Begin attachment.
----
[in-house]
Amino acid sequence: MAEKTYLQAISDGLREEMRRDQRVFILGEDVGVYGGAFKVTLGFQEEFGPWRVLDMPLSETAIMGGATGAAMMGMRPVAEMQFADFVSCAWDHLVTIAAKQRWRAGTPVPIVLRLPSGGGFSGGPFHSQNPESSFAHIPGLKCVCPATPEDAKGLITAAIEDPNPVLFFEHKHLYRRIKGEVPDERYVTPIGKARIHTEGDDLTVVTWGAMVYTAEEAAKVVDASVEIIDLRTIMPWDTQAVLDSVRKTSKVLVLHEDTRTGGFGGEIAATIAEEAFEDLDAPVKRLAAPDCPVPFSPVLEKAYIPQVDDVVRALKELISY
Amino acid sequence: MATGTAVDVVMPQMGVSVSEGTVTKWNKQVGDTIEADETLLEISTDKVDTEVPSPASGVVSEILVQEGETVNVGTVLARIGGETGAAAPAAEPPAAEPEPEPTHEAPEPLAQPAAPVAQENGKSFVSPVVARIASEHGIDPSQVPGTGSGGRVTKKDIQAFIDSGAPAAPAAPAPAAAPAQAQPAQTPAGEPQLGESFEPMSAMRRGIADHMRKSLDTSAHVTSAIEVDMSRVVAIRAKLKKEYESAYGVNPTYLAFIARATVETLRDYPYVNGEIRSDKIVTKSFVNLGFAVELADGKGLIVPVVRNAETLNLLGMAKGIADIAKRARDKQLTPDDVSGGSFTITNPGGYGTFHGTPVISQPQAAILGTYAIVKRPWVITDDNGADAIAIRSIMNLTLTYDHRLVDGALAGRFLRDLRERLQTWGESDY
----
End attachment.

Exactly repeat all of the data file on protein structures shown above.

[in-house]
Amino acid sequence: MAEKTYLQAISDGLREEMRRDQRVFILGEDVGVYGGAFKVTLGFQEEFGPWRVLDMPLSETAIMGGATGAAMMGMRPVAEMQFADFVSCAWDHLVTIAAKQRWRAGTPVPIVLRLPSGGGFSGGPFHSQNPESSFAHIPGLKCVCPATPEDAKGLITAAIEDPNPVLFFEHKHLYRRIKGEVPDERYVTPIGKARIHTEGDDLTVVTWGAMVYTAEEAAKVVDASVEIIDLRTIMPWDTQAVLDSVRKTSKVLVLHEDTRTGGFGGEIAATIAEEAFEDLDAPVKRLAAPDCPVPFSPVLEKAYIPQVDDVVRALKELISY
Amino acid sequence: MATGTAVDVVMPQMGVSVSEGTVTKWNKQVGDTIEADETLLEISTDKVDTEVPSPASGVVSEILVQEGETVNVGTVLARIGGETGAAAPAAEPPAAEPEPEPTHEAPEPLAQPAAPVAQENGKSFVSPVVARIASEHGIDPSQVPGTGSGGRVTKKDIQAFIDSGAPAAPAAPAPAAAPAQAQPAQTPAGEPQLGESFEPMSAMRRGIADHMRKSLDTSAHVTSAIEVDMSRVVAIRAKLKKEYESAYGVNPTYLAFIARATVETLRDYPYVNGEIRSDKIVTKSFVNLGFAVELADGKGLIVPVVRNAETLNLLGMAKGIADIAKRARDKQLTPDDVSGGSFTITNPGGYGTFHGTPVISQPQAAILGTYAIVKRPWVITDDNGADAIAIRSIMNLTLTYDHRLVDGALAGRFLRDLRERLQTWGESDY